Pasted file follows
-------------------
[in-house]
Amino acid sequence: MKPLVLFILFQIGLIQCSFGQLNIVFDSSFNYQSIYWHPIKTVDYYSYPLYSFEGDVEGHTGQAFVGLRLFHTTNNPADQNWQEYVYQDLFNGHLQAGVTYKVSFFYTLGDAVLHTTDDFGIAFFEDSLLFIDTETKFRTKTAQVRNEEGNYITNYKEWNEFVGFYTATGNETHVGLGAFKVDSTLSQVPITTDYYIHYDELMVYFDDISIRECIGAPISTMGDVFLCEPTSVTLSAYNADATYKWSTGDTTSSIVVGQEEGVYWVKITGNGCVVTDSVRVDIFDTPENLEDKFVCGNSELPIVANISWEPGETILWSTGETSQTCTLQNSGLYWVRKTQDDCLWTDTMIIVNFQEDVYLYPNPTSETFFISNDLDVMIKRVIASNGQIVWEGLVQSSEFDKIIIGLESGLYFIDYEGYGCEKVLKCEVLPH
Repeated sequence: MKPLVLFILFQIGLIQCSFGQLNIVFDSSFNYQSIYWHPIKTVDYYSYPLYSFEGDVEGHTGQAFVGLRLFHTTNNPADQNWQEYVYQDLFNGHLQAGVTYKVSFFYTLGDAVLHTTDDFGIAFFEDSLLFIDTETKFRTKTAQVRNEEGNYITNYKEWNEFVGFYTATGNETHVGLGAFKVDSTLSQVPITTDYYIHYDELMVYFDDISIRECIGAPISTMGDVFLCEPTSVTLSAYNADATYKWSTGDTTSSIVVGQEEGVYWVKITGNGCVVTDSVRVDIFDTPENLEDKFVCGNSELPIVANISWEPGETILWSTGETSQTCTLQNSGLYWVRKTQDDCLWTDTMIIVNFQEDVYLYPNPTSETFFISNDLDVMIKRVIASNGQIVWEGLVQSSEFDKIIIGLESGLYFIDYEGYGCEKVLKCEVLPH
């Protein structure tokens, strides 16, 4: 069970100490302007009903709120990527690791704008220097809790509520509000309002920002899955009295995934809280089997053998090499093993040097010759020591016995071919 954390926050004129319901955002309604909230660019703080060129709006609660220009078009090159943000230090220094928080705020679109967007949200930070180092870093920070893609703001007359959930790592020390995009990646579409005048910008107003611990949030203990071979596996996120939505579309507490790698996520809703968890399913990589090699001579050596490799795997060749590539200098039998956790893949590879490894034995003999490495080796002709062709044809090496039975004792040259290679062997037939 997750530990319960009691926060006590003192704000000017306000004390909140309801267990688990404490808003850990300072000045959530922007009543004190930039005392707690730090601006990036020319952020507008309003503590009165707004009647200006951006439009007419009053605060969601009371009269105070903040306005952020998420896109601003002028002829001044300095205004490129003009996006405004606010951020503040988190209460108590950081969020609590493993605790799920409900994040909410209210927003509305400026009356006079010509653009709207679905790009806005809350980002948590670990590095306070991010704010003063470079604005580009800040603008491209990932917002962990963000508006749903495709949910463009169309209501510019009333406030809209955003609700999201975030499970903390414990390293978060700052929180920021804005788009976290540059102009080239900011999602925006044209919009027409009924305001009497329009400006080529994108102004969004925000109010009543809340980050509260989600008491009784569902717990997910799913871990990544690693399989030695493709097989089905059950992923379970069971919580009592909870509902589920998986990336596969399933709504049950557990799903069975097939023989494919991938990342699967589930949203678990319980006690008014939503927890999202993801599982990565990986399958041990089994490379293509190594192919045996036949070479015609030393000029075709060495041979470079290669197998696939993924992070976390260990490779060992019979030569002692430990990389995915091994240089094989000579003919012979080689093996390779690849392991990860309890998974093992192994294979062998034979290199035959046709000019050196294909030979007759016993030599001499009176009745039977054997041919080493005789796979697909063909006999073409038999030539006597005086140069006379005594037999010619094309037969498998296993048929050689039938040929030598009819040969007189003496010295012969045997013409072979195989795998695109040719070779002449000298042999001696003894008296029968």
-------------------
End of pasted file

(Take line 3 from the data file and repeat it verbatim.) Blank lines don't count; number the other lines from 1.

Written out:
Repeated sequence: MKPLVLFILFQIGLIQCSFGQLNIVFDSSFNYQSIYWHPIKTVDYYSYPLYSFEGDVEGHTGQAFVGLRLFHTTNNPADQNWQEYVYQDLFNGHLQAGVTYKVSFFYTLGDAVLHTTDDFGIAFFEDSLLFIDTETKFRTKTAQVRNEEGNYITNYKEWNEFVGFYTATGNETHVGLGAFKVDSTLSQVPITTDYYIHYDELMVYFDDISIRECIGAPISTMGDVFLCEPTSVTLSAYNADATYKWSTGDTTSSIVVGQEEGVYWVKITGNGCVVTDSVRVDIFDTPENLEDKFVCGNSELPIVANISWEPGETILWSTGETSQTCTLQNSGLYWVRKTQDDCLWTDTMIIVNFQEDVYLYPNPTSETFFISNDLDVMIKRVIASNGQIVWEGLVQSSEFDKIIIGLESGLYFIDYEGYGCEKVLKCEVLPH